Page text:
Biological Oceanography, 2nd edition
May 2012, ©2012, Wiley-Blackwell
The book initially emphasizes pelagic organisms and processes, but benthos, hydrothermal vents, climate-change effects, and fisheries all receive attention. The chapter on oceanic biomes has been greatly expanded and a new chapter reviewing approaches to pelagic food webs has been added. Throughout, the book has been revised to account for recent advances in this rapidly changing field. The increased importance of molecular genetic data across the field is evident in most of the chapters.
As with the previous edition, the book is primarily written for senior undergraduate and graduate students of ocean ecology and professional marine ecologists.
Visit www.wiley.com/go/miller/oceanography to access the artwork from the book.
1 Ocean ecology: some fundamental aspects 1
2 The phycology of phytoplankton 19
3 Habitat determinants of primary production in the sea 49
4 Numerical models: the standard form of theory in pelagic ecology 73
5 A sea of microbes: archaea, bacteria, protists, and viruses in the marine pelagial 96
6 The zoology of zooplankton 115
7 Production ecology of marine zooplankton 130
8 Population biology of zooplankton 158
9 Pelagic food webs 181
10 Biogeography of pelagic habitats 202
11 Biome and province analysis of the oceans 230
12 Adaptive complexes of meso- and bathypelagic organisms 276
13 The fauna of deep-sea sediments 292
14 Some benthic community ecology 321
15 Submarine hydrothermal vents 351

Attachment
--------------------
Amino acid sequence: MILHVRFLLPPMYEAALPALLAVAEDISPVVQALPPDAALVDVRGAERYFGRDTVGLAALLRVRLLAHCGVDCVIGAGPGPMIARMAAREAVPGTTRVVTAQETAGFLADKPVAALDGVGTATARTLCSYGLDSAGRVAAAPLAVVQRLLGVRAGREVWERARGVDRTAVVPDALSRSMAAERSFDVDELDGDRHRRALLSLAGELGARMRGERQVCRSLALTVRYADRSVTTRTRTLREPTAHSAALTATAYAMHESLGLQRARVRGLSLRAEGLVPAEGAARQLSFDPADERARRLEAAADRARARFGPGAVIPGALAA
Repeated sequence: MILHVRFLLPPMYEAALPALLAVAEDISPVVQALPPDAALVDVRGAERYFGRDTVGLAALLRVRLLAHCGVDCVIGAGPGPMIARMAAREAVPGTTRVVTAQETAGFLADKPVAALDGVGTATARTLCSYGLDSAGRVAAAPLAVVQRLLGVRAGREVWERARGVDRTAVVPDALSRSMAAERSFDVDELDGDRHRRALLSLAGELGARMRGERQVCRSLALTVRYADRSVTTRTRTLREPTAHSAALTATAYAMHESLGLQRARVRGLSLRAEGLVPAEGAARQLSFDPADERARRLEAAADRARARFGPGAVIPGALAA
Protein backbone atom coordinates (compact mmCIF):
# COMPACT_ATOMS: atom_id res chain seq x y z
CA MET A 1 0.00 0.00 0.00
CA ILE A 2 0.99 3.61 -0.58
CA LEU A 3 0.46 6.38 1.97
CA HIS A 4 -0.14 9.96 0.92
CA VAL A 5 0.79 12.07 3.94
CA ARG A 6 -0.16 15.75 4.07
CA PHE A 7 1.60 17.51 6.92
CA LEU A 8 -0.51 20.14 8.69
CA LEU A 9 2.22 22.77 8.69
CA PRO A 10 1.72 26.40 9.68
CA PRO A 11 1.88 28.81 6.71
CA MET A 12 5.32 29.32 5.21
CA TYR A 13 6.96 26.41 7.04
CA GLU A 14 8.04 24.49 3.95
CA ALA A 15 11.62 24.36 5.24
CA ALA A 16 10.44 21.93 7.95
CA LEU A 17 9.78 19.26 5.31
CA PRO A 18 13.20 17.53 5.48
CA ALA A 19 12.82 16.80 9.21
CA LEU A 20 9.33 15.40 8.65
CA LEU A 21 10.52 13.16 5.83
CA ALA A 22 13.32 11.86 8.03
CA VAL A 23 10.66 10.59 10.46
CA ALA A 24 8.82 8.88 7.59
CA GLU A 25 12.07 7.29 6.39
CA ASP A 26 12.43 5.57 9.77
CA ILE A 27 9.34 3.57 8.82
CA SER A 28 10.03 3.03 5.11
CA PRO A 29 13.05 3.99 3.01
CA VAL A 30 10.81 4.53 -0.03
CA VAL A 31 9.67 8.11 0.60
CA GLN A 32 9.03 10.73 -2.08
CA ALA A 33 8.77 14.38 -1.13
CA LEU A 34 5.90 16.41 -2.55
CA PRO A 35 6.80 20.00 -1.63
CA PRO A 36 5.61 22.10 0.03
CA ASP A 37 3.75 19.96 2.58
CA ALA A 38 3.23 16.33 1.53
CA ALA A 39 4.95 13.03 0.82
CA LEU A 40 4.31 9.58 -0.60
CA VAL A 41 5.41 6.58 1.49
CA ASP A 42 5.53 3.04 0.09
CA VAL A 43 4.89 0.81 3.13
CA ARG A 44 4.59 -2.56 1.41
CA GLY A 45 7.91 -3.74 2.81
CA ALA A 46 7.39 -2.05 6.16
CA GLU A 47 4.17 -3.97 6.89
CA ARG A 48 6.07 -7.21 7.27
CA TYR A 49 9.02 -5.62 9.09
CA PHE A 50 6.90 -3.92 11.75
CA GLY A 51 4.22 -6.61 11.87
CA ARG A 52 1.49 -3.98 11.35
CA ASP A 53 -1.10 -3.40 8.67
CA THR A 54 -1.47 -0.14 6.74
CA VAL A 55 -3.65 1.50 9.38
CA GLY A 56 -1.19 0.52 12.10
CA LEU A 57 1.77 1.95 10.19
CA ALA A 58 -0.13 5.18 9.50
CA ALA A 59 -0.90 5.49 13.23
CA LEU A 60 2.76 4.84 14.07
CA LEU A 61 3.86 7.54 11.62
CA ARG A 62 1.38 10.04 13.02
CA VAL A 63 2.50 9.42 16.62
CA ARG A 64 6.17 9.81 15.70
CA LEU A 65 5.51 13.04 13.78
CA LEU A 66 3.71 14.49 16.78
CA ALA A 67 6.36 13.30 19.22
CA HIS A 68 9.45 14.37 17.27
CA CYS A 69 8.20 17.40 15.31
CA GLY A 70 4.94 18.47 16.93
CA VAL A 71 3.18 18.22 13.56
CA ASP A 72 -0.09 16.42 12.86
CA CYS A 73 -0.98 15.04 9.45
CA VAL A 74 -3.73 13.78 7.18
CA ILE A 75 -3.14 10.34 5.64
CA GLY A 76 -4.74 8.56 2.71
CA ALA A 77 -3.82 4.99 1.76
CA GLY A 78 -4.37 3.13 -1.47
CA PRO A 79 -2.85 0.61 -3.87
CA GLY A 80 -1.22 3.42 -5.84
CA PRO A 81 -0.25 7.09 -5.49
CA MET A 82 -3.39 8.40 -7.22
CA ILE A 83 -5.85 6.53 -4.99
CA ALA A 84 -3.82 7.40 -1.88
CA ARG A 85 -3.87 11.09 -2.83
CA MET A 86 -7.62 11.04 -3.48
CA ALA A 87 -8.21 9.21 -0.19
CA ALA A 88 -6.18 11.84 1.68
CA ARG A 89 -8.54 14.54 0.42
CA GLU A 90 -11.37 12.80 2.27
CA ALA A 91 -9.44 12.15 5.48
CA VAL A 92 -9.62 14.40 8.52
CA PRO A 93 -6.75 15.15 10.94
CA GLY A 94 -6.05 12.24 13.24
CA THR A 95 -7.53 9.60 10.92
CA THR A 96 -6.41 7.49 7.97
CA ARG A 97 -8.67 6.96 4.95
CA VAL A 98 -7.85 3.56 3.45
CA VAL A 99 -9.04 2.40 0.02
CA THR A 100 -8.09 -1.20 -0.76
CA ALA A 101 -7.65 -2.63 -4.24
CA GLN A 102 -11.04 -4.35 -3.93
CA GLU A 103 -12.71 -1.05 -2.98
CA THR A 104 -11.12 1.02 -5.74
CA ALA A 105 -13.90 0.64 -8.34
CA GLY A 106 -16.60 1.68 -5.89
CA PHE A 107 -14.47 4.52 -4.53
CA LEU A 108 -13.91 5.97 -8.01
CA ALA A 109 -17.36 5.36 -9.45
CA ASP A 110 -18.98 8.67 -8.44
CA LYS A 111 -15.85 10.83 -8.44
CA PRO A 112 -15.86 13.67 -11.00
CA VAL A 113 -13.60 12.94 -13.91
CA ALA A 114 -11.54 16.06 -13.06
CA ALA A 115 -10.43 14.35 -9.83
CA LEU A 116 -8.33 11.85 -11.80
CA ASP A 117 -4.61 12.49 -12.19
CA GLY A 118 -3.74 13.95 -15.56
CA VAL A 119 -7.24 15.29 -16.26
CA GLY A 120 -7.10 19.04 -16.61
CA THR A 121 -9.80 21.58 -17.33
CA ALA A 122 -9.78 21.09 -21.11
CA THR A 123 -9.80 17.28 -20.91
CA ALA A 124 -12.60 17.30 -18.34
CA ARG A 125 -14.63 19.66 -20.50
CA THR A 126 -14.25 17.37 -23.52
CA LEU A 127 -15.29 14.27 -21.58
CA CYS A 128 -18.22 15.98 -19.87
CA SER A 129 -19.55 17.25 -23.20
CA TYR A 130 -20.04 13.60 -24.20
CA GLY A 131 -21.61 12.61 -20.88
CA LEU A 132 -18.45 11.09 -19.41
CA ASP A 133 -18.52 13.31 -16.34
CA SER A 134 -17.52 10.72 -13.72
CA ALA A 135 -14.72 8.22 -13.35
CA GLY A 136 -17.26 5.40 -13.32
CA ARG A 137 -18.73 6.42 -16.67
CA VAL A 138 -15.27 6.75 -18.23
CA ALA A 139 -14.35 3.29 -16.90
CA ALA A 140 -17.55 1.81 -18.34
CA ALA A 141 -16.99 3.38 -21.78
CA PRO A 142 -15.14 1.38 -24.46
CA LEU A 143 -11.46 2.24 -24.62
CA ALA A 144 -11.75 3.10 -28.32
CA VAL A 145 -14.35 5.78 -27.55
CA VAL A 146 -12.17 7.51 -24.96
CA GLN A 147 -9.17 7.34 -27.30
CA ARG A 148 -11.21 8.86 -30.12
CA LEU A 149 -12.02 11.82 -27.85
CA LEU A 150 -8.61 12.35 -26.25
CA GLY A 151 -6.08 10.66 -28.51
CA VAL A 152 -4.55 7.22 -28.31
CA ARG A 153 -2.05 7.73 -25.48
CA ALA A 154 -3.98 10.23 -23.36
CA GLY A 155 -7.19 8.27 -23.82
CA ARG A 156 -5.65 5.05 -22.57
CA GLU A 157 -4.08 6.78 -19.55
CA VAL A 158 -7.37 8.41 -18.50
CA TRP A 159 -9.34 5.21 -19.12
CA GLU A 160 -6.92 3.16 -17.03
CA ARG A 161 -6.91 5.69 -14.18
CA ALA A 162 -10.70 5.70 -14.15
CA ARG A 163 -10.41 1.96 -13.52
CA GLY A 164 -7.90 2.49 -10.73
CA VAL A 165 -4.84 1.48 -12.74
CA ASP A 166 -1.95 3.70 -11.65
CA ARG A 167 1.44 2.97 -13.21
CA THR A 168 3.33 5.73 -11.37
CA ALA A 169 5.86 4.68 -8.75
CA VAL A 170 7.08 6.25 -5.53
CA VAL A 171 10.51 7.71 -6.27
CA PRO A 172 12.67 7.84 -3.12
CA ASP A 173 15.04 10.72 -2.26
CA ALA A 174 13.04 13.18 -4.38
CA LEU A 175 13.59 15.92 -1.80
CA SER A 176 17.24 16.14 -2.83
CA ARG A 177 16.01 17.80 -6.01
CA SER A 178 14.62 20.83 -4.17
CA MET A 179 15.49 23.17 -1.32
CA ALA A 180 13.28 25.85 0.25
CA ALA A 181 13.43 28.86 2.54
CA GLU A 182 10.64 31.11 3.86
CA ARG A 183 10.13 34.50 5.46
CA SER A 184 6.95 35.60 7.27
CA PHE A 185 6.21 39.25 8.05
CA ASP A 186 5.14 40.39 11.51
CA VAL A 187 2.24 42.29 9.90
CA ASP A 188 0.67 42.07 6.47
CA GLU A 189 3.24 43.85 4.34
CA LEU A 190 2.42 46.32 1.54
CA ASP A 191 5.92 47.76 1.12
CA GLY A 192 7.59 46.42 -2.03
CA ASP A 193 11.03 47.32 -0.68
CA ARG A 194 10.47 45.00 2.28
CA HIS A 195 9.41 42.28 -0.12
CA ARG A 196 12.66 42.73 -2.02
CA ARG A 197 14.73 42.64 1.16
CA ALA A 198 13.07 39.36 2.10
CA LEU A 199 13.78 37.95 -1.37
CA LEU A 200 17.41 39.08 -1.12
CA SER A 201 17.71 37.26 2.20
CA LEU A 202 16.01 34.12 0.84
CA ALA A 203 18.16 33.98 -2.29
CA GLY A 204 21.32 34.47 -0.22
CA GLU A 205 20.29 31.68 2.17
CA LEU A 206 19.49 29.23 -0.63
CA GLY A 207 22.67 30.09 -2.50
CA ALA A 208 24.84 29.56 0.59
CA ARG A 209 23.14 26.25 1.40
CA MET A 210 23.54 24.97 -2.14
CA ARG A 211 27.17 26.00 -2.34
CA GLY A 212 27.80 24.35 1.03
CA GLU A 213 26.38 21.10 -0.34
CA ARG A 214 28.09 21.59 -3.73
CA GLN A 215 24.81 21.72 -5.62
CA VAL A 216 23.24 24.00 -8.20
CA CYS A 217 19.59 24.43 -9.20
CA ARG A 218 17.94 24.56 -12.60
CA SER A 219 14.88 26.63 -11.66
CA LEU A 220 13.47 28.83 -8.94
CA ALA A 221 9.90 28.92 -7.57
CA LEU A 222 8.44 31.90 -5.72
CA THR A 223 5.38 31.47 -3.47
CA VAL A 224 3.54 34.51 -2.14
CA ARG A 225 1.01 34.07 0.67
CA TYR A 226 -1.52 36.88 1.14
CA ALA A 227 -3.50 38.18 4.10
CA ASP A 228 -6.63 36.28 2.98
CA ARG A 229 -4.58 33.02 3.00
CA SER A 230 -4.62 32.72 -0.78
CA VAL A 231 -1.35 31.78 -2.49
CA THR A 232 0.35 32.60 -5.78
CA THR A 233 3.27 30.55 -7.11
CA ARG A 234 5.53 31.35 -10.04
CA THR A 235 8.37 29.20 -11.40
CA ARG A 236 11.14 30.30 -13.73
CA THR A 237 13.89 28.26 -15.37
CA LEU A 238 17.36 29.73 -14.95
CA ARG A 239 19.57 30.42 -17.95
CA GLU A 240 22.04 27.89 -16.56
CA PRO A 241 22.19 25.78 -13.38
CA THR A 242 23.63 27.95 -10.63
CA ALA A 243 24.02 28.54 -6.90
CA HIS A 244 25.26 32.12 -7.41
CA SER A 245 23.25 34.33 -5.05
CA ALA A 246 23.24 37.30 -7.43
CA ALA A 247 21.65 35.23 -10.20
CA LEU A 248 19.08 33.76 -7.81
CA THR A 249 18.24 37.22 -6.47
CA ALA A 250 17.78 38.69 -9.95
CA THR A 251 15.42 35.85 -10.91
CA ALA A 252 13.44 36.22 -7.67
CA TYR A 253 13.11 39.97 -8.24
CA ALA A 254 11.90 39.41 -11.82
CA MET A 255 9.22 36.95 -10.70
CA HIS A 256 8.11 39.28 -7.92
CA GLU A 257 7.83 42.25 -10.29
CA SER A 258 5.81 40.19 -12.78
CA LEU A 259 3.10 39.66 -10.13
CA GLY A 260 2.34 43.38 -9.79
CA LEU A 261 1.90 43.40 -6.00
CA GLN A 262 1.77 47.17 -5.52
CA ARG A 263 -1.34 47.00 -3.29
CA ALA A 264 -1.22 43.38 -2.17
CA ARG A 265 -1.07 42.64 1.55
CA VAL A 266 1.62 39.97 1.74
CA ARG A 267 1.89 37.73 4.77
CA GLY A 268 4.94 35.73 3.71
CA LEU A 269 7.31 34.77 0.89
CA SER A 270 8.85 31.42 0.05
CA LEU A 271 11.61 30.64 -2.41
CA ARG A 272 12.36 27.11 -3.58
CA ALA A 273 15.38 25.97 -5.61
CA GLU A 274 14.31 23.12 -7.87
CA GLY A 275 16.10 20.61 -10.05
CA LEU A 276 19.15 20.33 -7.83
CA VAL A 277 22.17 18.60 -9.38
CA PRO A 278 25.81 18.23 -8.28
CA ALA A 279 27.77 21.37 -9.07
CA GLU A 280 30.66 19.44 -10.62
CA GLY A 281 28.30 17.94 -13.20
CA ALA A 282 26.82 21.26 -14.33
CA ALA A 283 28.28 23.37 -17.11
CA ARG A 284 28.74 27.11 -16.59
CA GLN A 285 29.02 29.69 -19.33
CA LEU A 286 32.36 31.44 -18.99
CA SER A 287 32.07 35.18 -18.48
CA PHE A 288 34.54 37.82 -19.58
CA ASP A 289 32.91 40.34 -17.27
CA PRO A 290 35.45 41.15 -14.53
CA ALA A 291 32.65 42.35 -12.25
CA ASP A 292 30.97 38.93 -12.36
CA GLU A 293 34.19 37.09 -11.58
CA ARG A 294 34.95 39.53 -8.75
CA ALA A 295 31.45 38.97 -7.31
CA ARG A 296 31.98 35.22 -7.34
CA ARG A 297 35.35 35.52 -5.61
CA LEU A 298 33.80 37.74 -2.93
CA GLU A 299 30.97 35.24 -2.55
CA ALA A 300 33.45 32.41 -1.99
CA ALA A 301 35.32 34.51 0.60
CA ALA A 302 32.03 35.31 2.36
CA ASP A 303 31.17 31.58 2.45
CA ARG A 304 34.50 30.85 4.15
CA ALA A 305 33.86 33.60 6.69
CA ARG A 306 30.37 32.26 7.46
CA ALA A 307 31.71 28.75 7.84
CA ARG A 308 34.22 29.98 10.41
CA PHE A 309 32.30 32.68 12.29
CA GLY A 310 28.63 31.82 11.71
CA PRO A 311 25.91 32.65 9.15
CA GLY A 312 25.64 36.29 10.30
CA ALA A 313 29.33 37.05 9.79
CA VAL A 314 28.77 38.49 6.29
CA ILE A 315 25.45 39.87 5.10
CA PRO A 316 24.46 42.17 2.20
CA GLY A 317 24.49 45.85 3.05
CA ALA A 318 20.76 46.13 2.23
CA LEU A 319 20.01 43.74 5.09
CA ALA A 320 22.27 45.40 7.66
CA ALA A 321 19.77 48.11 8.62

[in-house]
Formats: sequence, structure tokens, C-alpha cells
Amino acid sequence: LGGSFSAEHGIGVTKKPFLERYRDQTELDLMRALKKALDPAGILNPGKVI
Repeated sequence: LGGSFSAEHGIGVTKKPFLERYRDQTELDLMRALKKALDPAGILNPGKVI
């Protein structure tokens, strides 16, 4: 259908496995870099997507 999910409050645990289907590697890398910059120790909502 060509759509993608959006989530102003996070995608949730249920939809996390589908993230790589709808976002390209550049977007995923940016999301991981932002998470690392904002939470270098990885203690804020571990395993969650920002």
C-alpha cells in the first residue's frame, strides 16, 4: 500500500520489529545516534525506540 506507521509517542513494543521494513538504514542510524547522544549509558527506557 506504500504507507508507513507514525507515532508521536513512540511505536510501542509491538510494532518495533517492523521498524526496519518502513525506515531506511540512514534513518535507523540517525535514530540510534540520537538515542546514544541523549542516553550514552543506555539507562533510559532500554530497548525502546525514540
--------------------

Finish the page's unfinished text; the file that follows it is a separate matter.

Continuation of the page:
16 Ocean ecology and global climate change 367
17 Fisheries oceanography 396
Colour plates appear between pages 230 and 231
Patricia Wheeler, now Emeritus Distinguished Professor of Oceanic and Atmospheric Sciences at Oregon State University, taught biological oceanography and phytoplankton physiology there for many years. Her research contributions address phytoplankton nutrient dynamics and include work on dissolved organic carbon and nitrogen. She conducted field work in the Equatorial Pacific, the northern California Current system and the Arctic Ocean.
“Due to its comprehensive nature, it is clear that this book will also succeed as a standard text for use in undergraduate and graduate marine science courses.” (Austral Ecology, 10 October 2014)
“The book is extremely well referenced for further study
and the impression is that most of the work cited is from within
about the last twenty years. Altogether a worthy addition to any
marine departmental library.” (British Ecological
Society Bulletin, 1 December 2012)
“Overall I found it to be an immensely informative and entertaining read. This book will make an excellent core text for any graduate level course in Biological Oceanography whether introductory or advanced...I also think that every Biological Oceanographer should read it. It is an enlightening experience to view your field through the eyes of two colleagues who have been in this business for a long time. I also found reading this book a humbling experience. Charlie Miller and Pat Wheeler demonstrate an amazing depth and diversity of understanding in almost every topic that is taken up. I hope by the time I get to where they are in their careers I have achieved this level of scholarship in Biological Oceanography.” (Limnology and Oceanography Bulletin, 1 May 2013)
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